This year for the first time ArtBeat has organised a short story writing competition, one for adults and one for children and young people. We were not sure how this would go down, with regard to both the amount of interest and take-up and to the quality of the entries. Entrants were asked to write a short story that said something about their neighbourhood.
Not surprisingly for a first-ever competition, there was not a great number of entries but those that were entered were of a very high standard – in both categories. This is very encouraging. Not only does it reinforce the view that Clarendon Park has talent. But it means that we will have a reservoir of talent for the future – as long as these young writers choose to stay in the area.
Penny Luithlen, is a literary agent and she was one of the three judges that helped to choose the winners. She told me that the standard of writing was very high. The initial reading of scripts is very telling and she says that immediately it became clear that it was going to be hard to discount any at all. The stories felt local and there were some interesting ways in which entrants chose to interpret the brief.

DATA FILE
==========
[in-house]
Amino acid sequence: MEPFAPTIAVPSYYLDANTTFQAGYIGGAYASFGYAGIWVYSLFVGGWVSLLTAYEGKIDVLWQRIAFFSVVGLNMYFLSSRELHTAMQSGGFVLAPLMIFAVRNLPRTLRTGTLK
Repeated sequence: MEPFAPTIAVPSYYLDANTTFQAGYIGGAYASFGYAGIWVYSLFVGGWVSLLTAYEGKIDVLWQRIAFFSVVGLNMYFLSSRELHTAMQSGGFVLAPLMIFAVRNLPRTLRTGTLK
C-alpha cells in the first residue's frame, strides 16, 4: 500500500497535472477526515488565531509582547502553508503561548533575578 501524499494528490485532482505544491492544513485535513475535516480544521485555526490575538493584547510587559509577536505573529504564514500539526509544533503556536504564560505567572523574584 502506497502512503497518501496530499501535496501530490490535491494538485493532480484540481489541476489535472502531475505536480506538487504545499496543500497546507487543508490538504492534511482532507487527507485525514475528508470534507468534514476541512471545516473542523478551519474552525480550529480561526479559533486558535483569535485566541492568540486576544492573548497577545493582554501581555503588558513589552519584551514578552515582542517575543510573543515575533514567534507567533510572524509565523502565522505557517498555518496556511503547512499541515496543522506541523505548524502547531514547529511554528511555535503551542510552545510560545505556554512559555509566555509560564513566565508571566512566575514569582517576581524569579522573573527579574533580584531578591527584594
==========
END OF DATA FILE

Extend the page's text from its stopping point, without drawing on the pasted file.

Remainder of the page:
The three judges (the other two are writers) found there was much for them to agree about, in particular what they liked. The children’s stories were wide-ranging and it made them think that perhaps next time there should be a category for even younger writers to differentiate them from the older children and not disadvantage them.
The judges considered who best answered the brief, who had the best variety of ‘telling’ techniques, and who told a story that surprised and delighted them and took them on a special journey. Ultimately it all comes down to personal taste. There was plenty to both agree and disagree about. In the adult category, there was a split decision in selecting the winner. In the children’s category the dilemma was that there were not enough prizes because so many of the entrants were potential winners.
Penny is adamant that those who entered must carry on writing, regardless of whether or not they are prize-winners this year. The responsibility of selecting a winner has weighed heavily on the judges but they have enjoyed the experience. They commend all those who entered for having the courage to do so. It is brave to show your work to someone else to judge. So all those who took part have taken a huge step and are commended for their talent and their bravery.
So if you want to know who won and what they wrote about, the winners are to be announced in the middle of the festival at 11 am on Sunday 21 June at Fingerprints on Queens Road. You will be able to meet those who entered and hear a little of what has been written. I can’t wait!